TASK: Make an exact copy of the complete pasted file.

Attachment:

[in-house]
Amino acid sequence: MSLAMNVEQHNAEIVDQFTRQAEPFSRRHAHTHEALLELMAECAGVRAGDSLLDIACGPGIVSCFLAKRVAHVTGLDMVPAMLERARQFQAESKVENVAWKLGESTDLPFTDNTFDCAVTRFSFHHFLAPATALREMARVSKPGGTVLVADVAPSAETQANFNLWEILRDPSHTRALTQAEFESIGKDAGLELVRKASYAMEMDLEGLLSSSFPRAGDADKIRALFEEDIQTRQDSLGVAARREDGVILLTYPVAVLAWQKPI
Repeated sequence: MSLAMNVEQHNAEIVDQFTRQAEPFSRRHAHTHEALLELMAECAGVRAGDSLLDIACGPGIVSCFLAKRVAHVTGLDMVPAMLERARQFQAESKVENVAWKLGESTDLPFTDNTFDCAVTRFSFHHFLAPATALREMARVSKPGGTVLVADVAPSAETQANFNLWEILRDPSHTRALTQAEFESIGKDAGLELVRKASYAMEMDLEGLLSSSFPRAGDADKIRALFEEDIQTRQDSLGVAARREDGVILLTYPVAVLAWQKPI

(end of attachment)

[in-house]
Amino acid sequence: MSLAMNVEQHNAEIVDQFTRQAEPFSRRHAHTHEALLELMAECAGVRAGDSLLDIACGPGIVSCFLAKRVAHVTGLDMVPAMLERARQFQAESKVENVAWKLGESTDLPFTDNTFDCAVTRFSFHHFLAPATALREMARVSKPGGTVLVADVAPSAETQANFNLWEILRDPSHTRALTQAEFESIGKDAGLELVRKASYAMEMDLEGLLSSSFPRAGDADKIRALFEEDIQTRQDSLGVAARREDGVILLTYPVAVLAWQKPI
Repeated sequence: MSLAMNVEQHNAEIVDQFTRQAEPFSRRHAHTHEALLELMAECAGVRAGDSLLDIACGPGIVSCFLAKRVAHVTGLDMVPAMLERARQFQAESKVENVAWKLGESTDLPFTDNTFDCAVTRFSFHHFLAPATALREMARVSKPGGTVLVADVAPSAETQANFNLWEILRDPSHTRALTQAEFESIGKDAGLELVRKASYAMEMDLEGLLSSSFPRAGDADKIRALFEEDIQTRQDSLGVAARREDGVILLTYPVAVLAWQKPI